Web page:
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John Major says Boris Johnson's advisers could 'poison the political atmosphere beyond repair'

The former prime minister took particular aim at Dominic Cummings, calling him a “political anarchist”.

Former British Prime Minister Sir John Major, pictured in 2017.
Former British Prime Minister Sir John Major, pictured in 2017.
Image: Yui Mok/PA Wire/PA Images

FORMER BRITISH PRIME Minister Sir John Major has hit out at the advisers of current PM Boris Johnson.

Speaking in Glasgow tonight, Major took particular aim at Dominic Cummings, calling him a “political anarchist”.

The former Conservative Party leader also said Johnson should reinstate the 21 Tory MPs ousted from the party over their stance on Brexit.

“The legitimate concerns of those who have been banished from the party … seem to be worth nothing – unless they become cyphers, parroting the views of a prime minister influenced by a political anarchist, who cares not a fig for the future of the party I have served,” Major said.

He made the comments at a dinner for business group CBI Scotland, the Guardian reports.

“Such men and women adorn parliament, and the millions whose views they represent will not forgive or forget that they have been treated so brutally…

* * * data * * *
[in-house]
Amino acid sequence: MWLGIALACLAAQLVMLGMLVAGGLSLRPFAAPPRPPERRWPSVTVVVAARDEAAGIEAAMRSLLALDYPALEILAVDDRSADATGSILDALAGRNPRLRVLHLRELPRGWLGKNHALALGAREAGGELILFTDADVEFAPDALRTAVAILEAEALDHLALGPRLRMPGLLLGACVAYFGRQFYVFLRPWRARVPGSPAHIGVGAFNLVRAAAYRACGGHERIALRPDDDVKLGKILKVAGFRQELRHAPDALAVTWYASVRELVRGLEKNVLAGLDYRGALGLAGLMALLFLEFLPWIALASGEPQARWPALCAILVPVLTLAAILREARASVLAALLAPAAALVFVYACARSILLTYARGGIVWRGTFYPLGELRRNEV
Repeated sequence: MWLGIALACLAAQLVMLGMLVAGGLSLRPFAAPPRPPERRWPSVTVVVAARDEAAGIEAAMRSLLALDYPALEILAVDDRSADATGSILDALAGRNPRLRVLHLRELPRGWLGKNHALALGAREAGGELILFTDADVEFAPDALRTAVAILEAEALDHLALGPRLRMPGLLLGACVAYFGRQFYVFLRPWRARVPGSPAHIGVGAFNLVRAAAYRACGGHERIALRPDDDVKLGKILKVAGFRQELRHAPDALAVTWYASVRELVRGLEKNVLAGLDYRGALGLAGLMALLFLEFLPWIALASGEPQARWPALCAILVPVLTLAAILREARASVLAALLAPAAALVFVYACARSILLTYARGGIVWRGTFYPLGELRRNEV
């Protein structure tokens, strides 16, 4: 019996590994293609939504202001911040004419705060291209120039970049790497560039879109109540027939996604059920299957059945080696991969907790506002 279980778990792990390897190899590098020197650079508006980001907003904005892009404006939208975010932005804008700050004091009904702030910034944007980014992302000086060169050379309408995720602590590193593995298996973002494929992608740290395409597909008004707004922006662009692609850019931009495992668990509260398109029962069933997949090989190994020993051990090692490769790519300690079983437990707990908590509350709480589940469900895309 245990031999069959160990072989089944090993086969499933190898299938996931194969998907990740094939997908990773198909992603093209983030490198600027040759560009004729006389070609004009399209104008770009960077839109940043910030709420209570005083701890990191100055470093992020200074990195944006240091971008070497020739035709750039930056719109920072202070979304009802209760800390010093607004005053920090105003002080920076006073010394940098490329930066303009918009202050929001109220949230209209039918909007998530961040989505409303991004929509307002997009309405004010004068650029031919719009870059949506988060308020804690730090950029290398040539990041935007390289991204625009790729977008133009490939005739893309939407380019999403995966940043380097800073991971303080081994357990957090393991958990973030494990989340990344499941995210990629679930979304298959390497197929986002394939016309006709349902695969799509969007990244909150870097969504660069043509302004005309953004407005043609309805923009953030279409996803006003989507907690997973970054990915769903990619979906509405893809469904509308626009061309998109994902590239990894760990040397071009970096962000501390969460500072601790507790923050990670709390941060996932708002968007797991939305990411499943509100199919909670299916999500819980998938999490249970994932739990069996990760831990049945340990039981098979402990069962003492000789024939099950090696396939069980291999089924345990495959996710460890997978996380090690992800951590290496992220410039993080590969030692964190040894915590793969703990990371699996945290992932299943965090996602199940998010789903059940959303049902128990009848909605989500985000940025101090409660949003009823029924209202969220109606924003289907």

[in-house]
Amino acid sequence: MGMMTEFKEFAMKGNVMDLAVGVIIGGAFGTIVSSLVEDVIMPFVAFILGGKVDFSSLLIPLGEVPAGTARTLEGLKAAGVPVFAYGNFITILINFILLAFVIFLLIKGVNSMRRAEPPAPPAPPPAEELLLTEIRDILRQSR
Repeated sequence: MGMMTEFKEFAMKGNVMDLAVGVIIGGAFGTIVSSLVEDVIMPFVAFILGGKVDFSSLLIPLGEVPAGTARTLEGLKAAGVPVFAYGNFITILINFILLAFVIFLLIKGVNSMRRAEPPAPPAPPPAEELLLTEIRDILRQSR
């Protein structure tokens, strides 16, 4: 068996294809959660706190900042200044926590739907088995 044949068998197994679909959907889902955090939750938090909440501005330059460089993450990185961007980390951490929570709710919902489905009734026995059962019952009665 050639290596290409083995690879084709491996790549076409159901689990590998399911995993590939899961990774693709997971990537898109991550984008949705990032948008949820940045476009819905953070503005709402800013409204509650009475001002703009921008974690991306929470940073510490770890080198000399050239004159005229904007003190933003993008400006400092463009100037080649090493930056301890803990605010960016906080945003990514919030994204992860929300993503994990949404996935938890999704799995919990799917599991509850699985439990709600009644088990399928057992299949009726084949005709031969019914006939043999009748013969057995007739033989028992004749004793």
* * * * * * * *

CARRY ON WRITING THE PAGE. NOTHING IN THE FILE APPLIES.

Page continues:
“We have seen over-mighty advisers before. It is a familiar script. It always ends badly. I offer the prime minister some friendly advice: get rid of these advisers before they poison the political atmosphere beyond repair. And do it quickly,” Major said.

He added that Johnson’s decision to prorogue the British parliament amounts to “playing fast and loose” with the UK’s future.

Major has joined a legal challenge against the move.

‘Dead in a ditch’ 

British MPs last night voted against holding a general election on 15 October.

MPs backed the government motion by 298 votes to 56 votes.

However, the required two-thirds majority (434 votes) was not met as 214 Labour Party members abstained. Three Labour MPs voted for the bill and 28 against.

Johnson tabled the motion after MPs earlier voted in favour of a bill which, if passed in the House of Lords tomorrow as expected, could extend Brexit until at least 31 January 2020 (if a deal is not agreed by 19 October) in an attempt to avoid the UK leaving the European Union without a deal.

MPs are expected to vote again next week on the possibility of holding an election. 

Speaking at an event in Yorkshire this evening, Johnson said he would “rather be dead in a ditch” than seek another Brexit extension from the EU. The current deadline is 31 October.

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Órla Ryan

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